By Jesse Paikin
Chaperone with NFTY in Israel Groups 3A & 3B
URJ Israel Programs Coordinator
Encountering Jewish history is a heavy task. We are a people with a long memory, and there is much to learn, know and remember from the stories of our people. Coming to Europe and encountering Jewish history and Jewish life with all of our senses and emotions is important, and certainly makes the task of learning and remembering a bit easier, but it’s definitely still a weighty task.
I am so impressed by the maturity, insight, delight, curiosity and excitement of the 70+ teens I’m traveling with in Europe right now. They are carrying the weight of our history in ways that make me certain that our Jewish heritage will be remembered and our Jewish future will be vibrant. From their caring attitude towards each other, to their insatiable desire to learn more about the stories of Jewish life in Europe, they are becoming a very real link in the proverbial “chain of Jewish life” that is often spoken of.
I want to share two particularly moving experiences I’ve had so far with these inspiring teens:
1. Earlier this week, I confessed to the groups that I had never seen the film Schindler’s List. A glaring hole in my cultural library, I had just never gotten around to watching it. I can’t think of a better way to have filled this gap than by watching it together with the groups on our journey from Prague to Krakow. As we supported each other through the emotionally wrenching parts of the film, then asked probing questions about the history of the story afterwards, I was honored to truly join the participants in the educational process. It was a great example of how a film can become more than just a movie, but a trigger for very real reflection.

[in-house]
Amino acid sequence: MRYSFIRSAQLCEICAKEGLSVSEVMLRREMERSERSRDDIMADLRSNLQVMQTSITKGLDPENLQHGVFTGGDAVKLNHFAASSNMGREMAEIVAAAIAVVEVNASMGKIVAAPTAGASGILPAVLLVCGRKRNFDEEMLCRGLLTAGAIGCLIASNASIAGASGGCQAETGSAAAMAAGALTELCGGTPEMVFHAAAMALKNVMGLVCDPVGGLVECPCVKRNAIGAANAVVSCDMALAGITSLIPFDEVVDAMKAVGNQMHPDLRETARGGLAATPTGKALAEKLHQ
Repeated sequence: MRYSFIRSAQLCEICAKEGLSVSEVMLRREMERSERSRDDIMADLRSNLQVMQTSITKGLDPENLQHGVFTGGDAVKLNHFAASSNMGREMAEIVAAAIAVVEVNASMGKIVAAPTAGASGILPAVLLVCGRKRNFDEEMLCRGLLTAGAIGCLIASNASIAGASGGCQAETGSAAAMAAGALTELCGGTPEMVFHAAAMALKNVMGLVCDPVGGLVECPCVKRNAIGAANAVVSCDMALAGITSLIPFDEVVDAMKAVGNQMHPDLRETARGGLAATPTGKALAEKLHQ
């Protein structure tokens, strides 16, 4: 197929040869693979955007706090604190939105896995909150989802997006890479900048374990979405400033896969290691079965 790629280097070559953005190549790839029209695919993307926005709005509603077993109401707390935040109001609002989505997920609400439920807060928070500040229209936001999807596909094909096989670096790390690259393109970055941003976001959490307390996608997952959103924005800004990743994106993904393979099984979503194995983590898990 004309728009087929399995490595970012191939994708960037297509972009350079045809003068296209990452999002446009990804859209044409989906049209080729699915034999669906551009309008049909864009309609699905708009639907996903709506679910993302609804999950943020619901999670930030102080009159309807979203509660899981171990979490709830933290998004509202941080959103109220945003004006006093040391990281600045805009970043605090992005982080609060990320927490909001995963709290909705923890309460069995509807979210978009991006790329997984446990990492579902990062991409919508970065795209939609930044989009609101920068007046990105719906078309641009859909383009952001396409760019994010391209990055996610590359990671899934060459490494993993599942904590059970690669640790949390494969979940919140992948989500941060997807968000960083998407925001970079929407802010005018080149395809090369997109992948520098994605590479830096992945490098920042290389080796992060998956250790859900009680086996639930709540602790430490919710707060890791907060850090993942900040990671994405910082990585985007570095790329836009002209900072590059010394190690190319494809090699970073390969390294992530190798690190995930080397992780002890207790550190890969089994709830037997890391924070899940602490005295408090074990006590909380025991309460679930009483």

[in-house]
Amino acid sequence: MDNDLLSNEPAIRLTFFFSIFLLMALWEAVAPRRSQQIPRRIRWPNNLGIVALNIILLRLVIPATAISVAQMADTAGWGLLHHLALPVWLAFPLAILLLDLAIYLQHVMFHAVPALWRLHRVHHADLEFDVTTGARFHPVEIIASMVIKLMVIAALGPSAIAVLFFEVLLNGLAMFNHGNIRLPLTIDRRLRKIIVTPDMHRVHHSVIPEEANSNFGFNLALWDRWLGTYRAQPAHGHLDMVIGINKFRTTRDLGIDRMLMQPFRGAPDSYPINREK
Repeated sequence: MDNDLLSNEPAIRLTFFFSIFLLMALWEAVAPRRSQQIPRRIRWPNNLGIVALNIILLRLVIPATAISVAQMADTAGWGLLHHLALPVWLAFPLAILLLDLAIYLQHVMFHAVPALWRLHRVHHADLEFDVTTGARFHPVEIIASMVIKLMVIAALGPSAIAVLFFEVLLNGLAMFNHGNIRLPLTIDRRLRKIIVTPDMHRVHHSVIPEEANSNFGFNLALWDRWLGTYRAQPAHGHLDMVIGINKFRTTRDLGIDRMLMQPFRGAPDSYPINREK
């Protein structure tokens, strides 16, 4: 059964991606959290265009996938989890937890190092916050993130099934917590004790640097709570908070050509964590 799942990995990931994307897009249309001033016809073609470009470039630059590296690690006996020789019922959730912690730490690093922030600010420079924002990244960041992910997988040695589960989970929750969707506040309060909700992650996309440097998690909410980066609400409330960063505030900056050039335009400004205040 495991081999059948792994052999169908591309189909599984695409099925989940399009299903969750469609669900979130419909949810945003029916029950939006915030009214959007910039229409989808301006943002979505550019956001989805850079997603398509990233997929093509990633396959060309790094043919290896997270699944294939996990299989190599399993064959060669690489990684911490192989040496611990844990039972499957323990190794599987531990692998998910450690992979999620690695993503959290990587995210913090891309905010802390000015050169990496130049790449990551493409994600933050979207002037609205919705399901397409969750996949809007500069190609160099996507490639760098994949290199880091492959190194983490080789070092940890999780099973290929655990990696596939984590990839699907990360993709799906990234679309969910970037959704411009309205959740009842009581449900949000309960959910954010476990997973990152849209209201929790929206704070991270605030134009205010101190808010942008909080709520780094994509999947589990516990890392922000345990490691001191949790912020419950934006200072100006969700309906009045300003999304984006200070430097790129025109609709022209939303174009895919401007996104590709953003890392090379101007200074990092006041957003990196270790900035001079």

2. Today in Krakow, we sat inside the Temple Synagogue, a stunningly beautiful Progressive Synagogue in the heart of the Jewish Quarter. Michal, our guide, began singing a traditional niggun that was composed right here in Krakow. It was my favorite niggun that I sing almost every Shabbat at shul in New York. I got chills on my arms as the entire group rose to their feet, joined hands, and began dancing through the shul. In that moment, the heaviness of our history turned to pure lighthearted joy. For these 75 teens, that proverbial chain of Jewish life became welded solid right then as the ghosts of hundreds of years of Jewish history danced together through the ornate columns of the Moorish building.
I know that these 75 teens are just beginning the journey of a lifetime, and I look forward to sharing thoughts with you again after Shabbat.